Wall Street drops as US trade team arrives in Beijing for talks, earnings weigh

U.S. stocks headed lower on Thursday as investors remained wary about the outcome of U.S.-China trade talks, while a slew of disappointing earnings weighed on the indexes.

Industrial stocks Caterpillar (CAT.N) and Boeing (BA.N) were among the biggest drags on the Dow Jones Industrial Average.DJI, which dipped below its 200-day moving average for the first time since April 2.

AIG (AIG.N) dropped 8.5 % after the insurer reported a lower-than-expected quarterly profit, while Cardinal Health (CAH.N) declined 15.6 % after the drug distributor cut its annual earnings forecast.

Tesla (TSLA.O) shares fell 5.7 %, extending losses from Wednesday after Chief Executive Officer Elon Musk cut off analysts asking about the company’s profit potential, and grappled with concerns about Tesla’s ability to raise money in the future, despite promises that production of the troubled Model 3 electric car was on track.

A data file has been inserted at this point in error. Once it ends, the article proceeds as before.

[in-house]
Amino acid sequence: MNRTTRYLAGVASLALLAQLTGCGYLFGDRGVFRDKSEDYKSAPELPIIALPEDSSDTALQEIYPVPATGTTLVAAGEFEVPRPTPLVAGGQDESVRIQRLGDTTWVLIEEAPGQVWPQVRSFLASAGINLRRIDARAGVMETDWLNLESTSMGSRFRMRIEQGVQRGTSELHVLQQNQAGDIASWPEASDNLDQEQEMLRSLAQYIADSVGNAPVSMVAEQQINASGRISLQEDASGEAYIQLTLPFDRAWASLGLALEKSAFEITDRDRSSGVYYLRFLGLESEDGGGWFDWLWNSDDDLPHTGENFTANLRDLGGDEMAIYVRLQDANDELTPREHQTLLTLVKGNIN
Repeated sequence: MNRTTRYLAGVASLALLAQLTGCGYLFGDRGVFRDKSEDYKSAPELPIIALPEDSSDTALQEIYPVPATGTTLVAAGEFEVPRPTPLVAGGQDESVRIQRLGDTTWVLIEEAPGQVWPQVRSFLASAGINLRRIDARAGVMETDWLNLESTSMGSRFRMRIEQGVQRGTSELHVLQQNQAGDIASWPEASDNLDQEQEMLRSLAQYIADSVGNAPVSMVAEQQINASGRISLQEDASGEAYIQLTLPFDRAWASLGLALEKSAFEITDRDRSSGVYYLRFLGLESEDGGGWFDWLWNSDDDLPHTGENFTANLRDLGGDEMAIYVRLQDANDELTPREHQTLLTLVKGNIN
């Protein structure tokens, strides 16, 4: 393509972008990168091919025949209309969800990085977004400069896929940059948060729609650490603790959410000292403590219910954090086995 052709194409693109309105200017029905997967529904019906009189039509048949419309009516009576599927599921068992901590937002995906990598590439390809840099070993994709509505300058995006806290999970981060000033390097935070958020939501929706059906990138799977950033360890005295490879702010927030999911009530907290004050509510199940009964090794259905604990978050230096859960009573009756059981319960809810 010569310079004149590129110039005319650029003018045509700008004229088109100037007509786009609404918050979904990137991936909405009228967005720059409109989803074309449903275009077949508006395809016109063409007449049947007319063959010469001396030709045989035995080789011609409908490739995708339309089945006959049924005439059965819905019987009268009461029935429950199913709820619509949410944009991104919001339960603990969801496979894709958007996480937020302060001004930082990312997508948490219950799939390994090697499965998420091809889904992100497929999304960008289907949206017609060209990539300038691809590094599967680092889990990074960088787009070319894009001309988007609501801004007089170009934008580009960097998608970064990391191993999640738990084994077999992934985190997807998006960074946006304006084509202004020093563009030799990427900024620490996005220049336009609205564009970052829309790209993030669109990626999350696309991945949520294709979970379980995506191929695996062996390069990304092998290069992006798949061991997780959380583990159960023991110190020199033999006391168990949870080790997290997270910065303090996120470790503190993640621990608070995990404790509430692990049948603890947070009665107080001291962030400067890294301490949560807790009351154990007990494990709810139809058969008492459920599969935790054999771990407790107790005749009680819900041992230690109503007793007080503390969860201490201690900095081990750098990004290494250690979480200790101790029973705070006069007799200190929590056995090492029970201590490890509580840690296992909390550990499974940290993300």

Wall Street closed lower on Thursday, weighed down by news about potential U.S. restrictions on Chinese telecommunications companies, and after the Federal Reserve reaffirmed outlook for more rate hikes. The central bank expressed confidence that a recent rise in inflation near to its target would be sustained, leaving it on track to raise borrowing costs in June, but emphasized the inflation target was “symmetric”, suggesting it was not inclined to speed up its tightening plans.

Meanwhile, Trump praised his relationship with Chinese President Xi Jinping as a U.S. delegation arrived in Beijing on Thursday for talks on tariffs, with state media saying China will stand up to U.S. bullying. The discussions, led by U.S. Treasury Secretary Steven Mnuchin and Chinese Vice Premier Liu He, are expected to cover a wide range of U.S. complaints about China’s trade practices, from accusations of forced technology transfers to state subsidies for technology development. A breakthrough deal to fundamentally change China’s economic policies is viewed as highly unlikely during the two-day visit, though a package of short-term Chinese measures could delay a U.S. decision to impose tariffs on about USD 50 billion worth of Chinese exports.